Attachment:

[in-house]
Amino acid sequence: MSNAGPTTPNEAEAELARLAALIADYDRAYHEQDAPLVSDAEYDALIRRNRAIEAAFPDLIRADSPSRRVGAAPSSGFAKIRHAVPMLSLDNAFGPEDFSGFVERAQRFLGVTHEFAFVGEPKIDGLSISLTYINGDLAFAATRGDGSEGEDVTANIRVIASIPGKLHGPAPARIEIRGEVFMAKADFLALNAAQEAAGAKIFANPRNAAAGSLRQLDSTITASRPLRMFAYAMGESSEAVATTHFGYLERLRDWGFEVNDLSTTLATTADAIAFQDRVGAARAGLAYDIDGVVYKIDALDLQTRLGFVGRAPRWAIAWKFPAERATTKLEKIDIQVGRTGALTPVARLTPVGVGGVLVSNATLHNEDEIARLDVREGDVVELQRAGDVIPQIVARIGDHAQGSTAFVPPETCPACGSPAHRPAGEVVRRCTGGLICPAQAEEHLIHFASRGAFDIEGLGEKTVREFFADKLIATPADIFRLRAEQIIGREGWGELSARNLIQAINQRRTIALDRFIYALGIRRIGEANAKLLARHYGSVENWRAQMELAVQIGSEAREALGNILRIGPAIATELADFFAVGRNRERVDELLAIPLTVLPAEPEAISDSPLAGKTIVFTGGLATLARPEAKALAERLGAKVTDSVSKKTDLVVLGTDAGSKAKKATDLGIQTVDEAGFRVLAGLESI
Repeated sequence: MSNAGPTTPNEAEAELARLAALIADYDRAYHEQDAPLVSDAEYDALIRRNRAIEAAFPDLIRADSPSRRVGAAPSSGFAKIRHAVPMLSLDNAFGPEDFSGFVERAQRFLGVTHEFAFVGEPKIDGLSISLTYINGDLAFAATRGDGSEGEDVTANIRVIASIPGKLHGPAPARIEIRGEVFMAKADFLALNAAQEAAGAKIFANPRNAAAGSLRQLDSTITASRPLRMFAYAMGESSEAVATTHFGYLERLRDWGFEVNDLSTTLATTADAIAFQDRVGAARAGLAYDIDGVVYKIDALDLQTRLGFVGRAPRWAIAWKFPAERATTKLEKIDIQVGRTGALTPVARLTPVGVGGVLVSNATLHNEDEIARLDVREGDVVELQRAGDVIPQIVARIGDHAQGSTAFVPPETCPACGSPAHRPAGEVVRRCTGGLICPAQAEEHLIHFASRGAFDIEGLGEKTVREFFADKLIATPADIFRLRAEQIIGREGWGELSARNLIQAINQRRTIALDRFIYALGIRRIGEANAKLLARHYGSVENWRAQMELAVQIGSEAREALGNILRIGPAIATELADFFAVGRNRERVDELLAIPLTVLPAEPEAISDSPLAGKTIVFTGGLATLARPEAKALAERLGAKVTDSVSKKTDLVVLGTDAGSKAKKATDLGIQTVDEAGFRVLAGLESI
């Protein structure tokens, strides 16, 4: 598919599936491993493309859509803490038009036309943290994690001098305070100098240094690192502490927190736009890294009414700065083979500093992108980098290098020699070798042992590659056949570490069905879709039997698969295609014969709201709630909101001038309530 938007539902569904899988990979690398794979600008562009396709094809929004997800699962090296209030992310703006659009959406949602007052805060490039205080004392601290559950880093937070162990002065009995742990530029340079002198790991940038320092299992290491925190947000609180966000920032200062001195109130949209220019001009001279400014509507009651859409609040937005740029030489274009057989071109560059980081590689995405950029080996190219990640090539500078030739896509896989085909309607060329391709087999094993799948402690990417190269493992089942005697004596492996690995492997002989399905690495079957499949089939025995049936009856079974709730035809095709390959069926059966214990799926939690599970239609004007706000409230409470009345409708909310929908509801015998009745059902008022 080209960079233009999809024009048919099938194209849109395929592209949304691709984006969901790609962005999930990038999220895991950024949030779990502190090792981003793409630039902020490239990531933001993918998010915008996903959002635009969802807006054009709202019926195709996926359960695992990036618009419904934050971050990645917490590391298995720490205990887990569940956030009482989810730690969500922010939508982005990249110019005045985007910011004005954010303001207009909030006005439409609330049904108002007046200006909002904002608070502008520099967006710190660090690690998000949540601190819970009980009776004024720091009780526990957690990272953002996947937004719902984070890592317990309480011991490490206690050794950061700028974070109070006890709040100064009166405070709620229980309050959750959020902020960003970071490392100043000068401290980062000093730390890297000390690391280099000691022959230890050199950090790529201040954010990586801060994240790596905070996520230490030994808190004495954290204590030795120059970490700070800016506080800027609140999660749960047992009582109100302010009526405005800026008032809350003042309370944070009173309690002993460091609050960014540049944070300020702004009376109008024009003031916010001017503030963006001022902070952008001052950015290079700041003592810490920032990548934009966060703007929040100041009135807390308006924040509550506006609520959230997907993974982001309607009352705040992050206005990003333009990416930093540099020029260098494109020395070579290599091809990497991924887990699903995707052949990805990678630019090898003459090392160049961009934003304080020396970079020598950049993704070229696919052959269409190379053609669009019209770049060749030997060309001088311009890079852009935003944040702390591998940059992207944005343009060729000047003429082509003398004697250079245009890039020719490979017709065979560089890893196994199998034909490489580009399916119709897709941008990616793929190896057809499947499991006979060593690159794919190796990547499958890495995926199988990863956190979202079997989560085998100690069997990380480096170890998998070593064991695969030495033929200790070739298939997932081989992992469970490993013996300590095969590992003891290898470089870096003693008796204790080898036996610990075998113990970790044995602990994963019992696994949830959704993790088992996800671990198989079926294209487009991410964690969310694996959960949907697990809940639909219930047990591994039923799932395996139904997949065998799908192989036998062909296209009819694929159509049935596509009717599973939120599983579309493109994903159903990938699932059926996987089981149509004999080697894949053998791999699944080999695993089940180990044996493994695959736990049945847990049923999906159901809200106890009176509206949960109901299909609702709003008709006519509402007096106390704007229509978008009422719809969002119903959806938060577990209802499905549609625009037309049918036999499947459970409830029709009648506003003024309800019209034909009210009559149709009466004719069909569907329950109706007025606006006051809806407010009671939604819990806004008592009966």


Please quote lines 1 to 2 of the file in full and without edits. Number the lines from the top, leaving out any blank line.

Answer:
[in-house]
Amino acid sequence: MSNAGPTTPNEAEAELARLAALIADYDRAYHEQDAPLVSDAEYDALIRRNRAIEAAFPDLIRADSPSRRVGAAPSSGFAKIRHAVPMLSLDNAFGPEDFSGFVERAQRFLGVTHEFAFVGEPKIDGLSISLTYINGDLAFAATRGDGSEGEDVTANIRVIASIPGKLHGPAPARIEIRGEVFMAKADFLALNAAQEAAGAKIFANPRNAAAGSLRQLDSTITASRPLRMFAYAMGESSEAVATTHFGYLERLRDWGFEVNDLSTTLATTADAIAFQDRVGAARAGLAYDIDGVVYKIDALDLQTRLGFVGRAPRWAIAWKFPAERATTKLEKIDIQVGRTGALTPVARLTPVGVGGVLVSNATLHNEDEIARLDVREGDVVELQRAGDVIPQIVARIGDHAQGSTAFVPPETCPACGSPAHRPAGEVVRRCTGGLICPAQAEEHLIHFASRGAFDIEGLGEKTVREFFADKLIATPADIFRLRAEQIIGREGWGELSARNLIQAINQRRTIALDRFIYALGIRRIGEANAKLLARHYGSVENWRAQMELAVQIGSEAREALGNILRIGPAIATELADFFAVGRNRERVDELLAIPLTVLPAEPEAISDSPLAGKTIVFTGGLATLARPEAKALAERLGAKVTDSVSKKTDLVVLGTDAGSKAKKATDLGIQTVDEAGFRVLAGLESI